Lee sends a nonhostile signal to Pyongyang
In a meeting with leaders of the ruling and opposition parties, Lee also said he did not want to see a schism in the South on dealings with North in the period after Kim’s death. He said there will always be a room for “flexibility” in his North Korea policy when the situation stabilizes, a senior presidential spokesman, Choe Geum-nak, said.
Lee met with the Grand National Party’s new leader Park Geun-hye and the Democratic Unity Party’s new leader Won Hye-young at the Blue House yesterday morning. The two parties’ floor leaders and spokespersons joined the meeting along with senior presidential aides.
“The measures we have taken are to show the North that we do not have a hostile attitude toward it,” Lee was quoted as saying by Choe, the senior secretary for public relations. “The North probably didn’t expect us to go this far.”
After the North announced Monday that Kim had died of a heart attack on Saturday, the Lee administration issued a statement and expressed sympathy for the people of North Korea. The government also asked religious groups to delay the lighting of Christmas trees along the border, and allowed the families of the late former President Kim Dae-jung and the late Hyundai Group Chairman Chung Mong-hun to attend Kim’s funeral in Pyongyang.
Lee told the senior politicians that South Korea has not raised the alert level for its troops. Lee said it will take some time for the North’s leadership to be stabilized, but Seoul, Washington, Moscow and Beijing all want stability as soon as possible.
The Blue House was tight-lipped about its reaction to Kim’s death for the first few days, but Choe described Lee’s remarks in detail yesterday.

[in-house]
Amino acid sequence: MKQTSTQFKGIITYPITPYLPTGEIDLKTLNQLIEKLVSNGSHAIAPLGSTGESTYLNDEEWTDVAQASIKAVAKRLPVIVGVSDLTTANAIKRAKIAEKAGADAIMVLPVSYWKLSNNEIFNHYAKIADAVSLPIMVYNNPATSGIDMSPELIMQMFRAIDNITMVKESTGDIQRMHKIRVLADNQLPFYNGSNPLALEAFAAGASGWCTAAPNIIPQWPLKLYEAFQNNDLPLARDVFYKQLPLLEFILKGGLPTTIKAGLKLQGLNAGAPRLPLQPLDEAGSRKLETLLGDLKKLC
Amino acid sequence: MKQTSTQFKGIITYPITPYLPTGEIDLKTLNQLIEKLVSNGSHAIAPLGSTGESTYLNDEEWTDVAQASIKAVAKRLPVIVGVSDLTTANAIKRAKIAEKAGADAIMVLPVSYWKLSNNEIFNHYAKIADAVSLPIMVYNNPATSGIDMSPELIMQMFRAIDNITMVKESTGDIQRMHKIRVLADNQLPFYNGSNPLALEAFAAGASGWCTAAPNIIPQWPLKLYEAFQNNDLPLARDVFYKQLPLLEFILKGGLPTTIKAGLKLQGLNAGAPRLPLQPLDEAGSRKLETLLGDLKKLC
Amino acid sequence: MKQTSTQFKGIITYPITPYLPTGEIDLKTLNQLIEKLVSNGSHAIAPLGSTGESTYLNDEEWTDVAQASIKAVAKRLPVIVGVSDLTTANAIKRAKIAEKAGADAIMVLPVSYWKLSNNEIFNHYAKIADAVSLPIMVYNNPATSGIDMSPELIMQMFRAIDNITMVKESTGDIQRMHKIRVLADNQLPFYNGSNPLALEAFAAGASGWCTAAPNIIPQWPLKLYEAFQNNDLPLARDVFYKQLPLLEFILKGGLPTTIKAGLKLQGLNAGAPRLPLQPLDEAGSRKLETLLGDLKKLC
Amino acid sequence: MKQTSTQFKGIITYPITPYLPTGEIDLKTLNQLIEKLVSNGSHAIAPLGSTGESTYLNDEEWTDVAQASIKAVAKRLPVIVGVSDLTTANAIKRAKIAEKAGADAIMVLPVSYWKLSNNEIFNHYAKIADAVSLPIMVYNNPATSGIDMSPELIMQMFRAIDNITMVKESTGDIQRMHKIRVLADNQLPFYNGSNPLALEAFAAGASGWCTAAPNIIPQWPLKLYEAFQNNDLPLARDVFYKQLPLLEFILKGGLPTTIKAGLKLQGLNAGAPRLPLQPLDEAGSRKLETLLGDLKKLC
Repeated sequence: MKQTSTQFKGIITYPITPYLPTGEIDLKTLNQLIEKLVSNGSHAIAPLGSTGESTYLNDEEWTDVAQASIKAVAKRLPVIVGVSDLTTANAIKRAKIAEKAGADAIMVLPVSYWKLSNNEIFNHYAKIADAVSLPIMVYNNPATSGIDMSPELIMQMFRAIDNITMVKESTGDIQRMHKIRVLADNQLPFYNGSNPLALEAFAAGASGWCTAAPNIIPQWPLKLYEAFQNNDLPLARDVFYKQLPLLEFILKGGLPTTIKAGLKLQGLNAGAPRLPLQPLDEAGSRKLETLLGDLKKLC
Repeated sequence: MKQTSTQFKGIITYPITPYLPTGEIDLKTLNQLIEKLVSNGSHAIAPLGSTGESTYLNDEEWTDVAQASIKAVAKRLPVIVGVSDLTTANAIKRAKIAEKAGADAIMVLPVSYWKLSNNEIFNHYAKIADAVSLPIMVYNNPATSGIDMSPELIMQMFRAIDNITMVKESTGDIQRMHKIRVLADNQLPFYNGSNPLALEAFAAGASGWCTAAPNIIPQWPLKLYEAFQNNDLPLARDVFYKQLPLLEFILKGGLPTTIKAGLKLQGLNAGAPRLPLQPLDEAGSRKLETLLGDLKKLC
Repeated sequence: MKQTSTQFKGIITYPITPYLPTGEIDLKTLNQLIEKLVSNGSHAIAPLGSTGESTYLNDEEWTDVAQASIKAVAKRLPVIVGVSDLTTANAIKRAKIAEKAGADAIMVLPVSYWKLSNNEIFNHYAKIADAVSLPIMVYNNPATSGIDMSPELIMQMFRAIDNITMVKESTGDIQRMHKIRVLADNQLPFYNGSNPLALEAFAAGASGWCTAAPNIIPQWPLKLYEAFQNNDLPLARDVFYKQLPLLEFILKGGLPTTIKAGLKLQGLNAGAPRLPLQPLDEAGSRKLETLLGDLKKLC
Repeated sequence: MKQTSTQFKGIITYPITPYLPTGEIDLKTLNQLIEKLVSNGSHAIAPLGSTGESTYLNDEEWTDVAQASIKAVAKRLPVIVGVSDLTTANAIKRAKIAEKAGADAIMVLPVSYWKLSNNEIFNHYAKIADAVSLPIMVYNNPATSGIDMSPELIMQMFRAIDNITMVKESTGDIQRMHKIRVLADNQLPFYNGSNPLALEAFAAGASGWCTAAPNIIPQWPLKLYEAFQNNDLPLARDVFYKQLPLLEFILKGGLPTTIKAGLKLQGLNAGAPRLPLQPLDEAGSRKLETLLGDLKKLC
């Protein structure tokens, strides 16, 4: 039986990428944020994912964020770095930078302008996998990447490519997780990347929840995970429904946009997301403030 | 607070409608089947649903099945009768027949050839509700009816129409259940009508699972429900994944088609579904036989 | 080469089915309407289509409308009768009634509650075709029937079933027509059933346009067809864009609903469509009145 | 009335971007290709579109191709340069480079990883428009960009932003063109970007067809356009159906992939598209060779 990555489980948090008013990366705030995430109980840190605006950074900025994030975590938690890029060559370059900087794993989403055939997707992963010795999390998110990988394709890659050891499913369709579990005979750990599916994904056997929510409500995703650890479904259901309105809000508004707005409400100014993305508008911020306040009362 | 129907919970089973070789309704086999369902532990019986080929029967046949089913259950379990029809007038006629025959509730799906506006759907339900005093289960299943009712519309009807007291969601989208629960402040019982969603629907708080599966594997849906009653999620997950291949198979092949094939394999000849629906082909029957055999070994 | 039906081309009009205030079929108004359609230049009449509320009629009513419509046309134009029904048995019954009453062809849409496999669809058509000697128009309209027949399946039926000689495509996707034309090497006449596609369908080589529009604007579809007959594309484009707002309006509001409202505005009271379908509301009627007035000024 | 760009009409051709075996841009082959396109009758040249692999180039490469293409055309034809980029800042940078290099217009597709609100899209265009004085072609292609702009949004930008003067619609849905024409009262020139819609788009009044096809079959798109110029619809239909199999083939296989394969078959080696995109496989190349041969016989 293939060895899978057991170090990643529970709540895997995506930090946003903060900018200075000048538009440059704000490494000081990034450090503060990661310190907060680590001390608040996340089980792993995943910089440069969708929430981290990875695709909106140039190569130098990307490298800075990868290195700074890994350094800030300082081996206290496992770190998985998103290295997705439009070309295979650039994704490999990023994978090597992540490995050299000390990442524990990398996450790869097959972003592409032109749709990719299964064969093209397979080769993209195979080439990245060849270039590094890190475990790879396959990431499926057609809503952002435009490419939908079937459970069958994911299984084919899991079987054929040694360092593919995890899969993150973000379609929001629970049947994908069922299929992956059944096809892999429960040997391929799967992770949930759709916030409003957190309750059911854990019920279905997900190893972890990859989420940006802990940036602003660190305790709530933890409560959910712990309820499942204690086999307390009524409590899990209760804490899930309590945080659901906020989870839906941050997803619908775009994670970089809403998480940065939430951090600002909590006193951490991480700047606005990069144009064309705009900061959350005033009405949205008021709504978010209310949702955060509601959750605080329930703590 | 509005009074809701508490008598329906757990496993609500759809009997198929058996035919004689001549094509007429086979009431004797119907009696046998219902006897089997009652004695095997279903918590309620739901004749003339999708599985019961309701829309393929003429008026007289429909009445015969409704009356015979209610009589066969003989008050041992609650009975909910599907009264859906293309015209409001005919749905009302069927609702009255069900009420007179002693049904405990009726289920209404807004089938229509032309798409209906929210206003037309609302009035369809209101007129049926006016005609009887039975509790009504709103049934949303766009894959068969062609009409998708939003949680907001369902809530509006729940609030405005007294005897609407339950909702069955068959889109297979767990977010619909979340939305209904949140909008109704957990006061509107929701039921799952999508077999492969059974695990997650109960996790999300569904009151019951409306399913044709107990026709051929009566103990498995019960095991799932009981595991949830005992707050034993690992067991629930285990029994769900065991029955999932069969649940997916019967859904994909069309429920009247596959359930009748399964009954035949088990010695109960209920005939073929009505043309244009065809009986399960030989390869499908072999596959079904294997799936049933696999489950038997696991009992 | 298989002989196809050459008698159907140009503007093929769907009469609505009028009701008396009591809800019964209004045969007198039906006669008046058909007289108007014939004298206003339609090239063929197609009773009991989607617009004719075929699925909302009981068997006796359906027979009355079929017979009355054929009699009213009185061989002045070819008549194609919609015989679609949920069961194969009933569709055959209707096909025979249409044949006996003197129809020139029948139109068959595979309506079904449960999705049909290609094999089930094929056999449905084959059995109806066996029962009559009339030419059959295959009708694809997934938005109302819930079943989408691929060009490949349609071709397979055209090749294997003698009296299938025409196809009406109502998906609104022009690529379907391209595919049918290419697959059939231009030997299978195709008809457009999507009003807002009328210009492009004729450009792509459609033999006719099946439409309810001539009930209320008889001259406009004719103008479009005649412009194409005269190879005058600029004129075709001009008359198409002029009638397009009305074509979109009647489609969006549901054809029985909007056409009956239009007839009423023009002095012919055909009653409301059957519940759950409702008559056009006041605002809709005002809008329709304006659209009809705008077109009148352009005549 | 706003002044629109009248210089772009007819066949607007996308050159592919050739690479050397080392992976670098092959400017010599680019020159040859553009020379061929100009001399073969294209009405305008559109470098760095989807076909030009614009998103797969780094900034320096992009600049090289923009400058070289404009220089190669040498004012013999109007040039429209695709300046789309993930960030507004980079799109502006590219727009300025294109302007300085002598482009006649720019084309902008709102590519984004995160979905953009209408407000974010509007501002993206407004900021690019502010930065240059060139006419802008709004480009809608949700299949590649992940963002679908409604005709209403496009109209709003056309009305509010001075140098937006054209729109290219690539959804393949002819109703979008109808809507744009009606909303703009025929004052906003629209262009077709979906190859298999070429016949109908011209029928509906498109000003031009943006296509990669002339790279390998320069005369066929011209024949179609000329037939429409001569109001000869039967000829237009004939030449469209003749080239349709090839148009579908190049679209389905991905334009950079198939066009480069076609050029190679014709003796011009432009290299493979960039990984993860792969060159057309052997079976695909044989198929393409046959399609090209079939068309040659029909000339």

While the presidential office said Lee’s remarks did not signify a drastic shift in the administration’s policy toward Pyongyang, it was apparent that Seoul wants to keep things smooth with the new North Korean leadership.
According to Choe, Lee dismissed concerns that the government has failed to cooperate with China in the aftermath of Kim’s death. Lee said he will make a state visit to China early next year and stressed that the communication between the two countries is smooth.
The president also tried to ease the ruling and opposition leaders’ concerns about his administration’s failure of intelligence about Kim’s death.
“It is true that we didn’t know about Kim’s death until the North announced it, but all the countries in the world were also in the dark,” Lee was quoted as saying. “We had some intelligence, but it is better for us to not reveal it, even though we feel [the criticism] is unfair.”
The president said the South’s intelligence capability is not as weak as the opposition parties claim.
According to Choe, the opposition party asked Lee to ease the ban on civilians visiting the North to mourn Kim’s death, but the president rejected the request. Won asked Lee to make an exception for a delegation from the Korean Council for Reconciliation and Cooperation, but the president said it was important for the government to stick to one principle.
Lee said that only the families of the late President Kim and the late Hyundai chairman were allowed to travel to the funeral because the North sent delegations to their funerals in Seoul. No exceptions were being allowed, even to the family of the late former President Roh Moo-hyun.
Lee also said the government had persuaded victims of the regime to accept their handling of Kim’s death, including defectors and victims of terrorist attacks by the North. He said opposition parties should do the same.
Following the one-hour meeting, Lee met separately with Park, the new head of the GNP.
“I think he paid special attention because it was our first meeting since I assumed an important position in the party,” Park said afterward.
By Ser Myo-ja [email@example.com]
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